“My name’s Jane.” She put the cigarette between her lips and leaned it towards the flame. The tobacco and paper flared. Then she sucked the flame into the cigarette. The end of the cigarette was a brilliant orange glow. “You been here before.” A statement. Not a question.
Having been confined for several months in a box while in the POW camp triggered this anxiety. You cannot live your life as a refugee from the rest of humanity. Didn’t you have a girlfriend before the war? The only way to undo the damage is to find her, to get out among . . . .
She sucked in a long drag and then blew the gray smoke from one corner of her mouth. “Look, Jack: I ain’t got all night. Unlike you, I gotta work in the A.M.”
He nodded. He pushed his beer across to her. “I . . . haven’t . . . touched it.”
She laughed. “Hell, I ain’t afraid of no cooties.” She picked up the beer glass and guzzled the draft in one attempt. She smacked her lips and took another drag. “You ready?”
Her apartment was only two buildings from the saloon.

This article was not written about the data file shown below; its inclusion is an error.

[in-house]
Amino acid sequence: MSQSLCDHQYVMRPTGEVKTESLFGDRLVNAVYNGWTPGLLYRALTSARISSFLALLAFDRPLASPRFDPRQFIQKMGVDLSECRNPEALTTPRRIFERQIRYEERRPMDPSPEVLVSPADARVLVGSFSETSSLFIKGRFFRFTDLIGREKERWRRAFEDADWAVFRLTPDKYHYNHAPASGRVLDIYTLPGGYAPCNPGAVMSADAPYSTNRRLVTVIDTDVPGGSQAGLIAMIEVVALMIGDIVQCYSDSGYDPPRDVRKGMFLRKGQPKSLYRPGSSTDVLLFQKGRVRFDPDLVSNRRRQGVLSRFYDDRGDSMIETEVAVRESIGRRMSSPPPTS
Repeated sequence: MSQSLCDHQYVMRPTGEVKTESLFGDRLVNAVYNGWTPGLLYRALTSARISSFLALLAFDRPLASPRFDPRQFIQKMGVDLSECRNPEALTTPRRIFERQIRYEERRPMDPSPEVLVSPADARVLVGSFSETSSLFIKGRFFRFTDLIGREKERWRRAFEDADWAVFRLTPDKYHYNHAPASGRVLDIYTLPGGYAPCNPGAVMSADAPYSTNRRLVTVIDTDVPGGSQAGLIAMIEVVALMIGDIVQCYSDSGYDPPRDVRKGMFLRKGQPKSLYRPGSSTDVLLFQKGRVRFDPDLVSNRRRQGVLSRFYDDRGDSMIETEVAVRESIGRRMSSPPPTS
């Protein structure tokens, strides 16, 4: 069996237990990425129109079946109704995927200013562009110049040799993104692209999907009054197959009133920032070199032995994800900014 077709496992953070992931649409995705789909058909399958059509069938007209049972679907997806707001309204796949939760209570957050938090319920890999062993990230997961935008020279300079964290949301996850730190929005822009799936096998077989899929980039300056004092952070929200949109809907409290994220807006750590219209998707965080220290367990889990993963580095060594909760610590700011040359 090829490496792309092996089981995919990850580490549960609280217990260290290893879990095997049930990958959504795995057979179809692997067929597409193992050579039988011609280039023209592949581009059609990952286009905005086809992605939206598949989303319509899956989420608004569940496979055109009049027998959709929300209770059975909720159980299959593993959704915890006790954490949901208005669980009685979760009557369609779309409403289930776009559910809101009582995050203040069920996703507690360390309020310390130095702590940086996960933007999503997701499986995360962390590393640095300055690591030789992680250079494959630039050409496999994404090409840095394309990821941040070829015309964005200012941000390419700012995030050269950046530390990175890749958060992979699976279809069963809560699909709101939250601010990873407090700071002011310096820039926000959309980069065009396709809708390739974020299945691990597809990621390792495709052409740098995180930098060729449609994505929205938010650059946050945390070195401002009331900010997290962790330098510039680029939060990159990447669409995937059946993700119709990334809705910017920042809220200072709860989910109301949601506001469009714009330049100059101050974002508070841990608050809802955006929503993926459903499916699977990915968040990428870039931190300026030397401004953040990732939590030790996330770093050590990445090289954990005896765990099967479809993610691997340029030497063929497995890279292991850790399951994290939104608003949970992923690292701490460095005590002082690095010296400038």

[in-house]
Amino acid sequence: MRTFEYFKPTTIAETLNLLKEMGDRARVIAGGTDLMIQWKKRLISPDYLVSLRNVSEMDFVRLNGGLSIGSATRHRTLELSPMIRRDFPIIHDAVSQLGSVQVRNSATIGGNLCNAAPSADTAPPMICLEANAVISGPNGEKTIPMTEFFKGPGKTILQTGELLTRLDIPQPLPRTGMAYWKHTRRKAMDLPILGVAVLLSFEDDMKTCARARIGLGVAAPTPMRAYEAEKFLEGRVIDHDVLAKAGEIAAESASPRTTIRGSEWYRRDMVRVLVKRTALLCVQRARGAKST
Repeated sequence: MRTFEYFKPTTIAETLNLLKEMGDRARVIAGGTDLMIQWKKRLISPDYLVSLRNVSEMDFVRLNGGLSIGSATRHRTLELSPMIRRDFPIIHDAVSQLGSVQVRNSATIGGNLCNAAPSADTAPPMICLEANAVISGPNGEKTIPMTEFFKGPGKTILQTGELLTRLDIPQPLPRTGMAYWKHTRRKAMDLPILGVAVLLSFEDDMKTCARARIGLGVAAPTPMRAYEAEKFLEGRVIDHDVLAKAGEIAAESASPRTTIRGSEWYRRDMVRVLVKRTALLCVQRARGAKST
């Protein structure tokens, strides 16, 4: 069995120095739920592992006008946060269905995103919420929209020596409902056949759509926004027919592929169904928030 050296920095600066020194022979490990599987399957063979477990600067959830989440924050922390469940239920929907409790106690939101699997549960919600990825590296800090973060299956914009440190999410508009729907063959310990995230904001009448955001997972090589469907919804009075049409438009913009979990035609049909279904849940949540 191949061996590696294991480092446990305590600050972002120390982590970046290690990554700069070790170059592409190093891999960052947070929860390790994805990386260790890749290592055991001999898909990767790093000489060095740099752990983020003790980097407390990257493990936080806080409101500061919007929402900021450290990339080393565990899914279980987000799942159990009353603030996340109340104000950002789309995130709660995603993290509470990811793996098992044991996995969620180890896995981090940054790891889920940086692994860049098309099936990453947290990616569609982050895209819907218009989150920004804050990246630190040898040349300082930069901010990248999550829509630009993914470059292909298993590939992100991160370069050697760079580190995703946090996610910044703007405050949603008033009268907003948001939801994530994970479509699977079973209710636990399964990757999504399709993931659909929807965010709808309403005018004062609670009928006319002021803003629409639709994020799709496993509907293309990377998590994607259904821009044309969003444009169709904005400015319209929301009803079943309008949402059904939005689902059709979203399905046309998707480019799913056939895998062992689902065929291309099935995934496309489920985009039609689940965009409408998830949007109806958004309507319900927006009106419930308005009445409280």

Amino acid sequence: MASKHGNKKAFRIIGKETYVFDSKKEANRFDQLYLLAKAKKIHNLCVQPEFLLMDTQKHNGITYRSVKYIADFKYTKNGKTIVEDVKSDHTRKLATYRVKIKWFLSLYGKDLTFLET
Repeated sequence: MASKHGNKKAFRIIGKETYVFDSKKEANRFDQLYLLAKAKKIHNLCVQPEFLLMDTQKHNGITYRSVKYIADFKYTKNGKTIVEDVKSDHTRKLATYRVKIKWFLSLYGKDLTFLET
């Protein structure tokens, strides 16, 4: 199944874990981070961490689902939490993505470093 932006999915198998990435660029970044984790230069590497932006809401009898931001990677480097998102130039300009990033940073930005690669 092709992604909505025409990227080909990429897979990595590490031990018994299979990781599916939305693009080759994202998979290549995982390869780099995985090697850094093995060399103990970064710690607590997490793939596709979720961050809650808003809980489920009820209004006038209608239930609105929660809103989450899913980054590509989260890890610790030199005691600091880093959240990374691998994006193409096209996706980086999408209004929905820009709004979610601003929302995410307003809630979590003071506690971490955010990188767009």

“You gonna take your beanie off?” She threw her cloche onto a faded and ratted Queen Anne and sat on the bed. She kicked her shoes off and rolled down the stockings from each leg.
He pulled on the ends of the beanie. “I’m not . . . I need to wear it.”
She shrugged. “Whatever flips your switch, Jack.” She stood, reached behind her and pulled down the dress’s zipper. She held the dress in place and stared hard at him. “You didn’t turn into some freako psycho, didja?”
He smiled, hoping his eyes were bright and shiny and inviting. “No. I’m . . .normal.”
She looked at him with a blank expression for a few moments, then she shook her body and the dress slithered down her form and unto the floor.
Of, course, getting out in public will also help you with your trichotillomania.
He had fooled his alienist. He continued to pull out his hair during an anxiety attack. His beanie obscura kept his secret.
“I had a real schmo up here not long ago who was a real scumbag, with breath that’d peel paint from brick. He fancied himself some sort of love guru. Cry he did. Just cried when we was both all natural. Didn’t even try to give me grins and giggles. All about him, he was. Some love guru. All he was really was a super calloused fragile mystic hexed by halitosis.” The noise that erupted from deep within her throat was a mixture of a guffaw and a belch.